Sunday, June 13, 2010

Stories from the Road -- Hot Springs, AR

Most people love the fall for the colors. It's hard to blame them. Many times, I wish I could see what everyone else can this time of year. Sadly, red leaves and green leaves look much the same to me. Fortunately, autumn brings a few miracles for the less visually inclined anyway. Sometimes, when leaves rage against the dying of the light, portions of the leaf change color at different rates. One portion of the leaf is purple, another is red, and the remaining parts are orange and yellow. Autumn provides a change of color but also the disappearance of monochromatic decoration.

I have heard many times that before death, some people have an increase in energy. They feel relatively good, speak to their loved ones after days or weeks of silence. Leaves of trees do the very same thing.

Death is ugly, but it is also strangely beautiful. People tend to remember the beauty and neglect the reality. The colors signify death. The leaves will turn brown and fall. Their death is signified by gravity and wind. The leaves even wave as they gently descend to their deathbeds. Soon, they will disappear into the wind.

For travelers like me, visual splendor is to be celebrated but also respected. The glorious snow-capped mountains of the Rockies have recently been enhanced by the dying evergreens, as a result of an invasive species of insect from Asia. Beauty in spite of natural carnage.

Typically, when a site is beautiful, it also comes at great cost. With fall colors, the cost is death -- temporary, anyway. Nature falling asleep, foretelling of the harsh winter to come.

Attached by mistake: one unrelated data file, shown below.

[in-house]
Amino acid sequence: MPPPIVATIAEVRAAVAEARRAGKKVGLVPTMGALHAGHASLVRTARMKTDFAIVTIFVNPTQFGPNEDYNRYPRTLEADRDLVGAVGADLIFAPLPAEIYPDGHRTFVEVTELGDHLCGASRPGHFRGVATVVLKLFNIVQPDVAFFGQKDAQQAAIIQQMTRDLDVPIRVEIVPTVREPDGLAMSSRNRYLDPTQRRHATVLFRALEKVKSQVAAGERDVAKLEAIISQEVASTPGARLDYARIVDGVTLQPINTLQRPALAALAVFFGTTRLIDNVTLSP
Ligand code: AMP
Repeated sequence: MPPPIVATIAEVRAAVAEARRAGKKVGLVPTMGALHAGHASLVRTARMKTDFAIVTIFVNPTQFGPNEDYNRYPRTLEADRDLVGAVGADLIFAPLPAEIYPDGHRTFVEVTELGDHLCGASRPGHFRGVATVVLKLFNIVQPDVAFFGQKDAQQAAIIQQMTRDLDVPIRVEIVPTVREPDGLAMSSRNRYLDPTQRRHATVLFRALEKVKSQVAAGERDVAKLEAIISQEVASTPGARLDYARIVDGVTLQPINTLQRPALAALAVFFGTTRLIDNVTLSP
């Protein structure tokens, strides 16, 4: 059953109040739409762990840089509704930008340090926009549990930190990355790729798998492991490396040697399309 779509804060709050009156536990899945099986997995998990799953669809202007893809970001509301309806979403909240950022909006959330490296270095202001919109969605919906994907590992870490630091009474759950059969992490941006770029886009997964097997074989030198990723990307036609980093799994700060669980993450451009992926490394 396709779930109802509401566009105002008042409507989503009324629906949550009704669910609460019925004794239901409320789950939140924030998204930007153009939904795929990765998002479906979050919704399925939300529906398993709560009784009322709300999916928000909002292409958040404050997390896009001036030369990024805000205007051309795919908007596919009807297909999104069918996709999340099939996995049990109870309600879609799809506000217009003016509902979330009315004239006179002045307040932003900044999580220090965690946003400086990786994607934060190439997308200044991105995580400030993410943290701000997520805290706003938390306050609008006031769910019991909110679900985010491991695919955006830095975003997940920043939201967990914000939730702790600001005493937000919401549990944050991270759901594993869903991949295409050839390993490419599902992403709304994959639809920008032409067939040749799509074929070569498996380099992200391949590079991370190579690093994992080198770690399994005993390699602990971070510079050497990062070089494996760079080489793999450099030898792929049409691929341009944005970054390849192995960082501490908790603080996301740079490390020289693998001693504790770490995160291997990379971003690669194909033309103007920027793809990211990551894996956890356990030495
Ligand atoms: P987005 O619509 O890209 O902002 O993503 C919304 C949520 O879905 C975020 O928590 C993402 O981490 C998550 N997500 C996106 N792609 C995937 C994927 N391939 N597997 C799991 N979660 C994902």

On a particularly stressful fall day, I decided to drive out of town on a whim. I had no idea where I was going, but I soon ended up in the Ouachitas. The trees were ablaze with color, and the sunshine gave the leaves a gleam that makes the knees weak. I stopped frequently on Talimena Scenic Byway, well into Arkansas. Soon, I decided to stop in Hot Springs for the night. I hadn't been to the national park there yet, and it seemed relatively obvious as a stay-over. I ate at the Perkins in town after a long walk through the downtown area. The bath houses that are the main attraction of the park were beautiful but not really my thing. I wanted a hike.

The next morning, I made my wish come true. A short hike in the woods north of town. And the sunlight danced on the dying leaves in a natural joy hard to capture in a few snapshots. Nature's last stance on a warm October day. The leaves rustled victoriously in the wind. A beautiful, refreshing walk that was the perfect sedative for the stressful weeks preceding it. Nature's death is, in many ways, a source of inspiration. Its last burst of energy is a reliable source of mine.